Understanding Society is a unique and valuable study that captures important information every year about the social and economic circumstances and attitudes of people living in the UK. Building on the successful British Household Panel Survey, Understanding Society follows whole households and covers all ages allowing researchers to understand the life courses of the whole population over time; 40,000 UK households have contributed to the study from all areas of the UK. Understanding Society also collects additional health information from around 20,000 of the people who take part. Information from the longitudinal survey is primarily used by academics, researchers and policy makers in their work, but the findings are of interest to a much wider group of people including those working in the third sector, health practitioners, business, the media and the general public.

The Study is based on rigorous methodological experimentation and development with the aim of providing researchers with the highest quality designed and harvested data. The survey develops with each new wave of data collection and includes an 'Innovation Panel' - a sample of 1,500 households that have been interviewed every year since 2008. The Innovation Panel creates a testing ground for researchers to conduct methodological experiments, improving survey design and longitudinal research.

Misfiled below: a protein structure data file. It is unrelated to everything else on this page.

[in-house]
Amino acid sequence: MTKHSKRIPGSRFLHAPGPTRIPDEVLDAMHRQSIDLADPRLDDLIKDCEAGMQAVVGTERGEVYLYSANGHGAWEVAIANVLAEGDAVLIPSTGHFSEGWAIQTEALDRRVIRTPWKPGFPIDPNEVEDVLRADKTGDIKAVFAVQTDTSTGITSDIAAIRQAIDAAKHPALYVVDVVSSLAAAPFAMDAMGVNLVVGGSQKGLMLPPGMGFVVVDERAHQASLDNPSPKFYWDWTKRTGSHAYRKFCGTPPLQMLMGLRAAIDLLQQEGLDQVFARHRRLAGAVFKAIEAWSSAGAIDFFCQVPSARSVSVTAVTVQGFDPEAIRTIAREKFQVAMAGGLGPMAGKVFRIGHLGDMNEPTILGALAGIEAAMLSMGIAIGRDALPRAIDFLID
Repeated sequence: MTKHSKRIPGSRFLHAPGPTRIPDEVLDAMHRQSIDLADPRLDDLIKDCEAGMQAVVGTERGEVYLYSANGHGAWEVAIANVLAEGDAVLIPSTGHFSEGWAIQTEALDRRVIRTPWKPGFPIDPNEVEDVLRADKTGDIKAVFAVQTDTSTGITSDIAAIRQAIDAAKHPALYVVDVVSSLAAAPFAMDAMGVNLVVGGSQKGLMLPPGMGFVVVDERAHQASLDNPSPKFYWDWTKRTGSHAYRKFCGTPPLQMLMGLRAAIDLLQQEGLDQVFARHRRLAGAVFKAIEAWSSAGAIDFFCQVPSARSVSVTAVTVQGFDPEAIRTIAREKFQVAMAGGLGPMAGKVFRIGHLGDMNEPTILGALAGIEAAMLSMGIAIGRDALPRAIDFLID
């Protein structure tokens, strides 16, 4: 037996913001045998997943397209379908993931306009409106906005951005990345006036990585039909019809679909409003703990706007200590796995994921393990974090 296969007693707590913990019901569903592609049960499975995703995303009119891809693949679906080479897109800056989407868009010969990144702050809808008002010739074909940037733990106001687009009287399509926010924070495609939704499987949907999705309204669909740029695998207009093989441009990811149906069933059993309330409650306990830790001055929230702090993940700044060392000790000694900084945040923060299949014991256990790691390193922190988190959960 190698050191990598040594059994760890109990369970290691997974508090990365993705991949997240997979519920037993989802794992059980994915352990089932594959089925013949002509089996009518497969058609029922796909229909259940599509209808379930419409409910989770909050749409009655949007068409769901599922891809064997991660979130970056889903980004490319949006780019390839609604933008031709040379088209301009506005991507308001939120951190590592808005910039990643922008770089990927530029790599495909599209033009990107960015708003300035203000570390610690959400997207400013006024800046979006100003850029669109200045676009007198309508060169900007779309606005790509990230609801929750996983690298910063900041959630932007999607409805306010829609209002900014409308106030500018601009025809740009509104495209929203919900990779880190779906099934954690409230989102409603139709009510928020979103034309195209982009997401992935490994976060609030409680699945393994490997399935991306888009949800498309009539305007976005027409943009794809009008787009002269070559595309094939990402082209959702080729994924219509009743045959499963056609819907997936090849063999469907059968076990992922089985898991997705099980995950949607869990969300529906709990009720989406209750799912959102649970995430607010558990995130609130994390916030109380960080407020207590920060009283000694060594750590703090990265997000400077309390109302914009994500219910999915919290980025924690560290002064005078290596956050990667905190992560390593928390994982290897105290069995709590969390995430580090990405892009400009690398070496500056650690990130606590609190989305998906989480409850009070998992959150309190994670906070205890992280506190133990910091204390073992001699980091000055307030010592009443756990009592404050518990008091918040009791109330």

About Understanding Society

The Understanding Society scientific leadership team is based at the Institute for Social and Economic Research (ISER) at the University of Essex. The British Household Panel Study (BHPS) which ISER has been running since 1991 is incorporated into the study.

The aims of the study are to collect data about each sample member and household at annual intervals in order to:

  • track frequent changes in the lives of people, and the factors that are associated with them
  • provide unique information on issues such as child poverty or disability, on factors that influence key life transitions, such as marriage and divorce, and on the effects of earlier life circumstances on later outcomes
  • support research relevant to the formation and evaluation of policy.

Key features

  • Understanding Society covers all ages, allowing researchers to understand the experiences of the whole population over time.
  • The whole household contributes. Information is collected on everyone in a household so that relations between generations, couples and siblings can be explored. 
  • There is continuous data collection. Participants are interviewed every year so that short and long term changes in people’s lives can be investigated.
  • It includes have national, regional and local data. All four countries of the UK are included in the Study allowing researchers to compare the experiences of people in different places and in different policy contexts. 
  • There is an Ethnic Minority Boost. The sample sizes of different ethnic minority groups allow the experiences of specific ethnic minority to be investigated. 
  • The study is multi-topic. Understanding Society covers a range of social, economic and behavioural factors, making it relevant to a wide range of policy makers and researchers. 
  • It can be linked to administrative data. Study data can be linked, with consent, to administrative records from other sources, building a richer picture of households.
  • Biomarkers and genetic data is included. Data collected by nurses to measure people’s health enable researchers to understand the relationship between social and economic circumstances and health.